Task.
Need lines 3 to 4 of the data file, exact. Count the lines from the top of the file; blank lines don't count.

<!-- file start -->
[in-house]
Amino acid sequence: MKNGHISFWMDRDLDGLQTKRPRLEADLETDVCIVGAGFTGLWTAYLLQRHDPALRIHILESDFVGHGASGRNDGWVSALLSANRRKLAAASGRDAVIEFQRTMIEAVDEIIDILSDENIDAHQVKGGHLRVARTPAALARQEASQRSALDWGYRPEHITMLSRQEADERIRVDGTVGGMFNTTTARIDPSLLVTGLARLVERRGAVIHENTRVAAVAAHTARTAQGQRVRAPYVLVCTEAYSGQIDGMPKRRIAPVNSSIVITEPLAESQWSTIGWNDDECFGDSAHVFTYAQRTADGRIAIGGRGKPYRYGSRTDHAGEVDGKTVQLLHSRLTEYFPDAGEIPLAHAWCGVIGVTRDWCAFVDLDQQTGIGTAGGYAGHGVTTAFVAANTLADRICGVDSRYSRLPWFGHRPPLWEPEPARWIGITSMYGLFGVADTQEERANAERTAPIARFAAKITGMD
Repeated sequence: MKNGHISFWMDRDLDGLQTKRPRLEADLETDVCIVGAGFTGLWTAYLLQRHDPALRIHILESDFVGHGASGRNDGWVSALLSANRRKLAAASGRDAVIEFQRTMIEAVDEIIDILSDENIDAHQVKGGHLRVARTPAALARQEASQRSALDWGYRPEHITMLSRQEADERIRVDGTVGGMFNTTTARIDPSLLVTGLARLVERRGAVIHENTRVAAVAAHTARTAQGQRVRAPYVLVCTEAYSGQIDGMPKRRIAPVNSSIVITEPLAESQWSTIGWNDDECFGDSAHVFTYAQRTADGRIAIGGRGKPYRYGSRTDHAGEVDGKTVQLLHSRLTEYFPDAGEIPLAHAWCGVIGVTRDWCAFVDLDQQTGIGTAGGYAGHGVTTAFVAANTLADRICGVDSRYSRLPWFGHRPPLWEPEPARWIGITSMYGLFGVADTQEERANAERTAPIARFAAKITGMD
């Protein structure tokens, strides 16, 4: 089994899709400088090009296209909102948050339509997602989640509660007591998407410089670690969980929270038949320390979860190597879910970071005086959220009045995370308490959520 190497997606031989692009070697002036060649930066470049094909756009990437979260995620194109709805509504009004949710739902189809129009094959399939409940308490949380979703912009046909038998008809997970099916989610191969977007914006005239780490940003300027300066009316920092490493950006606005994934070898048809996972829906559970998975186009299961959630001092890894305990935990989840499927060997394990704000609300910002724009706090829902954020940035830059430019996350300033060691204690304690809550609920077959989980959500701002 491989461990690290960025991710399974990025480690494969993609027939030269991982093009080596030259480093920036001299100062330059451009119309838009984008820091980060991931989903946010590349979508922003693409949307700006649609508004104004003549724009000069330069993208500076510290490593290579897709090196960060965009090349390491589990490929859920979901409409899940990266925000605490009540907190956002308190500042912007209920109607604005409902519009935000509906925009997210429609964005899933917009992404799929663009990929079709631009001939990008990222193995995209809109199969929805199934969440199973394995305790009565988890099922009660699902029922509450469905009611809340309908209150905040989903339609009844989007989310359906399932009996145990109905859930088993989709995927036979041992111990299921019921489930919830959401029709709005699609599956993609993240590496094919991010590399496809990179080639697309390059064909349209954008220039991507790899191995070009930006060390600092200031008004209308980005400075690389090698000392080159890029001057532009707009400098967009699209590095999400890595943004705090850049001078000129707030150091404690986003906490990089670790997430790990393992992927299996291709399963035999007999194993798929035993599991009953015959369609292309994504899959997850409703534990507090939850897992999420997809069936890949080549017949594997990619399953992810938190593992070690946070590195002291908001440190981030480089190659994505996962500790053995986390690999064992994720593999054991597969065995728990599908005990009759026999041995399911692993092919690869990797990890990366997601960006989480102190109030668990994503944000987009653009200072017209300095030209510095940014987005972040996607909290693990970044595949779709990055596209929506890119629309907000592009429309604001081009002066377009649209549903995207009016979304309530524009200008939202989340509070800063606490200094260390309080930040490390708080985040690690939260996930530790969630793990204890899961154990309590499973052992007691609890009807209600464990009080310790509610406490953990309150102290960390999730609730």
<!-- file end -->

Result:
Repeated sequence: MKNGHISFWMDRDLDGLQTKRPRLEADLETDVCIVGAGFTGLWTAYLLQRHDPALRIHILESDFVGHGASGRNDGWVSALLSANRRKLAAASGRDAVIEFQRTMIEAVDEIIDILSDENIDAHQVKGGHLRVARTPAALARQEASQRSALDWGYRPEHITMLSRQEADERIRVDGTVGGMFNTTTARIDPSLLVTGLARLVERRGAVIHENTRVAAVAAHTARTAQGQRVRAPYVLVCTEAYSGQIDGMPKRRIAPVNSSIVITEPLAESQWSTIGWNDDECFGDSAHVFTYAQRTADGRIAIGGRGKPYRYGSRTDHAGEVDGKTVQLLHSRLTEYFPDAGEIPLAHAWCGVIGVTRDWCAFVDLDQQTGIGTAGGYAGHGVTTAFVAANTLADRICGVDSRYSRLPWFGHRPPLWEPEPARWIGITSMYGLFGVADTQEERANAERTAPIARFAAKITGMD
């Protein structure tokens, strides 16, 4: 089994899709400088090009296209909102948050339509997602989640509660007591998407410089670690969980929270038949320390979860190597879910970071005086959220009045995370308490959520 190497997606031989692009070697002036060649930066470049094909756009990437979260995620194109709805509504009004949710739902189809129009094959399939409940308490949380979703912009046909038998008809997970099916989610191969977007914006005239780490940003300027300066009316920092490493950006606005994934070898048809996972829906559970998975186009299961959630001092890894305990935990989840499927060997394990704000609300910002724009706090829902954020940035830059430019996350300033060691204690304690809550609920077959989980959500701002 491989461990690290960025991710399974990025480690494969993609027939030269991982093009080596030259480093920036001299100062330059451009119309838009984008820091980060991931989903946010590349979508922003693409949307700006649609508004104004003549724009000069330069993208500076510290490593290579897709090196960060965009090349390491589990490929859920979901409409899940990266925000605490009540907190956002308190500042912007209920109607604005409902519009935000509906925009997210429609964005899933917009992404799929663009990929079709631009001939990008990222193995995209809109199969929805199934969440199973394995305790009565988890099922009660699902029922509450469905009611809340309908209150905040989903339609009844989007989310359906399932009996145990109905859930088993989709995927036979041992111990299921019921489930919830959401029709709005699609599956993609993240590496094919991010590399496809990179080639697309390059064909349209954008220039991507790899191995070009930006060390600092200031008004209308980005400075690389090698000392080159890029001057532009707009400098967009699209590095999400890595943004705090850049001078000129707030150091404690986003906490990089670790997430790990393992992927299996291709399963035999007999194993798929035993599991009953015959369609292309994504899959997850409703534990507090939850897992999420997809069936890949080549017949594997990619399953992810938190593992070690946070590195002291908001440190981030480089190659994505996962500790053995986390690999064992994720593999054991597969065995728990599908005990009759026999041995399911692993092919690869990797990890990366997601960006989480102190109030668990994503944000987009653009200072017209300095030209510095940014987005972040996607909290693990970044595949779709990055596209929506890119629309907000592009429309604001081009002066377009649209549903995207009016979304309530524009200008939202989340509070800063606490200094260390309080930040490390708080985040690690939260996930530790969630793990204890899961154990309590499973052992007691609890009807209600464990009080310790509610406490953990309150102290960390999730609730």